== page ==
This is a semi-specific sort of post, except it's also not really. See, if you happen to live in New York City, and you have a child in 8th grade whom you plan on sending to public high school, you are right now gazing into a wide, hideous maw of despair. There is this matching/applying/testing/auditioning sort of process that is...well, it's bad. Really bad. It chips away at hearth, home, serenity, well-being, etc.
I went through it last year, and while we emerged and it's over and Diana is more-or-less-happily-(for-a-14-year-old) ensconced in a high school, it was pretty traumatic, and when I have a terrible cold and I can't sleep, I sometimes think about the people who have to go through it this year, and how tough it will be on them. And so I have come up with a list of things I think would have helped me, if I had been capable of being helped.
* I think perhaps maybe they're also actually things that would help in LIFE. Which is, in general, a lot better than applying to high school.
1. Get a buddy. Seriously, this was the only really helpful thing I did. It's excellent for the crazy time when it's 5:30 and you're across town from the stupid open house you were supposed to go to at 5, except you thought it was the east side, and you're on the west side, and you know your kid won't get in anyway because of the zone, but it's supposed to be really good, and.... Basically, you're in tears and your buddy will have gotten there on time and told you not to worry about it.
2. Don't be snarky. I go through life ready to scorn just about anything that comes before my eyes, but the truth is if you do this, you will hate everything and that feels terrible. There is ALWAYS something not to like, but your purpose is not to ferret out faults, but to find multiple schools that will feel OK to send your kid to. If you convince yourself you hate them all, then you are in a terrible situation where you hate all your options. Do you know someone who is positive and sees the good in things? Channel that person.
3. Don't get hung up on prestige. Seriously. It's a phantom, but it's such an enticing one! I mean, it exists, for sure—prestige does—and it's tempting to want to go only to places that everyone thinks are "the best," but truly it ends up being one of those desperate yearning/impossible to satisfy things, and it won't get you anywhere good mentally. Closely related to scorn, #2.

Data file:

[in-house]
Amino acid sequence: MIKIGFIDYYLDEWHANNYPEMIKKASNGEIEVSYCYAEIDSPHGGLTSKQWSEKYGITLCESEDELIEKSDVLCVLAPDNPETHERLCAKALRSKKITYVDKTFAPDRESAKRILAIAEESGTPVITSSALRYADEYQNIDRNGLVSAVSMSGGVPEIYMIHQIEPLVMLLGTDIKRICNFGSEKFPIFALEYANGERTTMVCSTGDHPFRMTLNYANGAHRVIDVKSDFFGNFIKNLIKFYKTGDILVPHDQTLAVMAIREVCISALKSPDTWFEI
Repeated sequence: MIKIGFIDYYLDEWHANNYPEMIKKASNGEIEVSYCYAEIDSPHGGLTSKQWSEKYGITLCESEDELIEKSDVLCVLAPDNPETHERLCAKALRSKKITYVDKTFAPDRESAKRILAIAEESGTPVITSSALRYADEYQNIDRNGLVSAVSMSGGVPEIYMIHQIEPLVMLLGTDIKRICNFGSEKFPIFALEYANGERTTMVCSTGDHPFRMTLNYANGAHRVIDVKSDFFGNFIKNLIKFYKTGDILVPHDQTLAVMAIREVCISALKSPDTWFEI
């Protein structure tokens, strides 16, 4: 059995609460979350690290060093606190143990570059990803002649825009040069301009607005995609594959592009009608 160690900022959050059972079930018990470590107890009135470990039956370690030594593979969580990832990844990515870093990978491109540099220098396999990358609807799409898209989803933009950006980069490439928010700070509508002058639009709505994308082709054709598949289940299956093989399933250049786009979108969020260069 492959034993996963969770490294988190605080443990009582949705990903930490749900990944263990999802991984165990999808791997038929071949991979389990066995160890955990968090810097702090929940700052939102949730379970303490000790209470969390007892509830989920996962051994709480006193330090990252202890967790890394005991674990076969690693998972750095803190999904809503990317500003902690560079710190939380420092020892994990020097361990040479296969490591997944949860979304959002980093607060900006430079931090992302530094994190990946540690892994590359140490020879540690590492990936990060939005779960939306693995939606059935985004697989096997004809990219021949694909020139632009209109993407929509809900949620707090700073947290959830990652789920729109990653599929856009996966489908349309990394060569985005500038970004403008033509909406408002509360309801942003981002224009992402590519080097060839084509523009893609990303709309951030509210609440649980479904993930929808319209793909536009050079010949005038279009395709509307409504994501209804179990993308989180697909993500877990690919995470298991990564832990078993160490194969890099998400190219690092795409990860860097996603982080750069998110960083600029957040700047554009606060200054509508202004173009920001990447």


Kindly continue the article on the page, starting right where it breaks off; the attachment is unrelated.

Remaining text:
4. Be nice to your kid. When you're going through the high school process, your kid is probably 13 or 14. This can be...challenging. However, your kid is also being put through a truly terrible, damaging experience, and it hurts them. At every single high school event I went to last year there was at least one kid crying. CRYING. These are 13 year olds, they're not so keen on public crying generally, but the pressure was ridiculous. So even if your kid is driving you nuts by dint of being a 13-year-old, my extremely acute hindsight tells me that you won't regret doing nice things for him or her: a trip to the bookstore, a cup of hot chocolate, a movie. Especially after a truly heinous even (interviews, auditions, massive exams). You will end colluding with this terrible system in torturing your child; try to ameliorate the damage when/where possible.
5. Remember that it's possible to run off with your kid and live on nuts and berries. I'm not saying that you need to opt out totally and live in the wild with your kid and a stack of Russian novels, only to return for college. Though it is tempting. If you do it, I salute you. But offering yourself that possibility might help you find some sort of peace with the situation you're in.
6. Be nice to yourself. This is (for some) the hardest one. Everything comes under it, really: remembering that this is not the be-all and end-all, that your kid is awesome in ways only you know about right now, and that that's true no matter what happens. Call up your buddy and go out for delicious drinks and complain loudly about your plight. Talk about something else entirely (the economy! the election! what you're going to order!) and remind yourself about the wider world. Skip an open house and take a nap instead. The less insane you go, the better for everyone.
So I don't know: are these rules for life? Or just for applying to NYC high schools? I wish I knew. I wish I were actually able to take my own advice (I will need it again next year). I wish it weren't such a damnable system. But anyway, I couldn't sleep and now the thoughts are out of my brain and onto paper, so maybe I can sleep tonight.